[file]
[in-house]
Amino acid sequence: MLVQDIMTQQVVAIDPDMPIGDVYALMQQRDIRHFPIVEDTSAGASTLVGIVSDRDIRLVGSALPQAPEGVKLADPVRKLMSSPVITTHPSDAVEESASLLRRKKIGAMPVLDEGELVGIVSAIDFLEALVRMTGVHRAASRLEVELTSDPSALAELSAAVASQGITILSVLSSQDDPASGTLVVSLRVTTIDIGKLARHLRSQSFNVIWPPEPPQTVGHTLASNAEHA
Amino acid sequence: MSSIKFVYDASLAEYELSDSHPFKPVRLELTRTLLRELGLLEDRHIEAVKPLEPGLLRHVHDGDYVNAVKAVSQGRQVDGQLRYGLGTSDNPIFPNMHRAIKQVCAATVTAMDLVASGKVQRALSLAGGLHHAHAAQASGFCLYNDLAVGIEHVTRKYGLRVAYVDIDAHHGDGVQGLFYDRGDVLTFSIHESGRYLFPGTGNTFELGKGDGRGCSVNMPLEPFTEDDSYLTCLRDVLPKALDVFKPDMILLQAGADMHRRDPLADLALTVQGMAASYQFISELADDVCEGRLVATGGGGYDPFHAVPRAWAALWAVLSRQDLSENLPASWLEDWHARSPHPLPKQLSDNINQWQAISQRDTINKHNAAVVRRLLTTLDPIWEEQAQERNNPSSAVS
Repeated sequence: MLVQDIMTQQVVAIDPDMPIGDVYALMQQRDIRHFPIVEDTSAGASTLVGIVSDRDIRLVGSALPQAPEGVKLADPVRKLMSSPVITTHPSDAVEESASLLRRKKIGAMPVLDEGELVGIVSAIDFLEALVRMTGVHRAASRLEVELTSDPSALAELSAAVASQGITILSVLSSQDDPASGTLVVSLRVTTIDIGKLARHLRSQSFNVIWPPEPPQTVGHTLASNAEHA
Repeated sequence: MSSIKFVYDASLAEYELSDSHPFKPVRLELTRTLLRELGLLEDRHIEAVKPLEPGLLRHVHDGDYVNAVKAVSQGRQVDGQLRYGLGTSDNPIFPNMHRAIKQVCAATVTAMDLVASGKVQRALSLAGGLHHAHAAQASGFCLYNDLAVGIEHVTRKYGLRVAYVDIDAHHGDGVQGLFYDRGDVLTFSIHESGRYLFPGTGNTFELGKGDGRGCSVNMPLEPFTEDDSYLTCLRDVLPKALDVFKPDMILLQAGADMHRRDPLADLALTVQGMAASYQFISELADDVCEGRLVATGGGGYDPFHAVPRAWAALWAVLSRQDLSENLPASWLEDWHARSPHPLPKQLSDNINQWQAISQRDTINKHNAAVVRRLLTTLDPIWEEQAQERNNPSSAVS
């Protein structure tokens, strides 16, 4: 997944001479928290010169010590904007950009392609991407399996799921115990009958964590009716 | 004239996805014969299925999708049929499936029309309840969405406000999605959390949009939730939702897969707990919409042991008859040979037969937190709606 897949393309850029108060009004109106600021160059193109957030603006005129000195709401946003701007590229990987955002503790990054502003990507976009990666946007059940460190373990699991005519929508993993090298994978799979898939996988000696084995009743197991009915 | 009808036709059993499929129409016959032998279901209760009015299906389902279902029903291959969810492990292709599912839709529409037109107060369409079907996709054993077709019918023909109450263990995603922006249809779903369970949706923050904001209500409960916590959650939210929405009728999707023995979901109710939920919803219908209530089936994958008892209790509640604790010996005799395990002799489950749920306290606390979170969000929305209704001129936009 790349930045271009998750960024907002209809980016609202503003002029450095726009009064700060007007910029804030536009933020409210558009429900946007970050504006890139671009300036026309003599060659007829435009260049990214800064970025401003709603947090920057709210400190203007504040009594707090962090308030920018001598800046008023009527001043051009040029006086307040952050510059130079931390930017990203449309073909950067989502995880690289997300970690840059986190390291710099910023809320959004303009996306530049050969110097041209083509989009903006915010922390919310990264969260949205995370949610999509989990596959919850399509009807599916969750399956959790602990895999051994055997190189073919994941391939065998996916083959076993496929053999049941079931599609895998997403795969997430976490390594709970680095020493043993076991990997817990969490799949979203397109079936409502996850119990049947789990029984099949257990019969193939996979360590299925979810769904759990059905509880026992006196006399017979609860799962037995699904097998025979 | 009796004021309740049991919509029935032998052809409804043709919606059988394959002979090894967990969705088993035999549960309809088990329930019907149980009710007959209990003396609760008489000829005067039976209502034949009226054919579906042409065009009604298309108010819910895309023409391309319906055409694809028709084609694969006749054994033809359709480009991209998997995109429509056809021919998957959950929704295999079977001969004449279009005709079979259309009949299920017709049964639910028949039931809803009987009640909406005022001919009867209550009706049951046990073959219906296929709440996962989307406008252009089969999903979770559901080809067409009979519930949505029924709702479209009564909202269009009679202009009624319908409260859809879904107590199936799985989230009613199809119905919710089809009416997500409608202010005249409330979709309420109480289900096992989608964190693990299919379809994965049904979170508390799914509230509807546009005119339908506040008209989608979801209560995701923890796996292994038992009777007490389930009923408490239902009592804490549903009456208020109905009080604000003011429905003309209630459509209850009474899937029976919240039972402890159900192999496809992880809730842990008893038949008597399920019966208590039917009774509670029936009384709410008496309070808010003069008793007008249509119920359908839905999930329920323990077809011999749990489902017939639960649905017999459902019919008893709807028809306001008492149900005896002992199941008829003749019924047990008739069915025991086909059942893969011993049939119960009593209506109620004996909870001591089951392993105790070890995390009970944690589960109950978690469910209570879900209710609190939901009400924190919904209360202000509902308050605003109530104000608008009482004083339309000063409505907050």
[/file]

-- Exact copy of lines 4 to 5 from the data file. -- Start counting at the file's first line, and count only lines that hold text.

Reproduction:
Repeated sequence: MLVQDIMTQQVVAIDPDMPIGDVYALMQQRDIRHFPIVEDTSAGASTLVGIVSDRDIRLVGSALPQAPEGVKLADPVRKLMSSPVITTHPSDAVEESASLLRRKKIGAMPVLDEGELVGIVSAIDFLEALVRMTGVHRAASRLEVELTSDPSALAELSAAVASQGITILSVLSSQDDPASGTLVVSLRVTTIDIGKLARHLRSQSFNVIWPPEPPQTVGHTLASNAEHA
Repeated sequence: MSSIKFVYDASLAEYELSDSHPFKPVRLELTRTLLRELGLLEDRHIEAVKPLEPGLLRHVHDGDYVNAVKAVSQGRQVDGQLRYGLGTSDNPIFPNMHRAIKQVCAATVTAMDLVASGKVQRALSLAGGLHHAHAAQASGFCLYNDLAVGIEHVTRKYGLRVAYVDIDAHHGDGVQGLFYDRGDVLTFSIHESGRYLFPGTGNTFELGKGDGRGCSVNMPLEPFTEDDSYLTCLRDVLPKALDVFKPDMILLQAGADMHRRDPLADLALTVQGMAASYQFISELADDVCEGRLVATGGGGYDPFHAVPRAWAALWAVLSRQDLSENLPASWLEDWHARSPHPLPKQLSDNINQWQAISQRDTINKHNAAVVRRLLTTLDPIWEEQAQERNNPSSAVS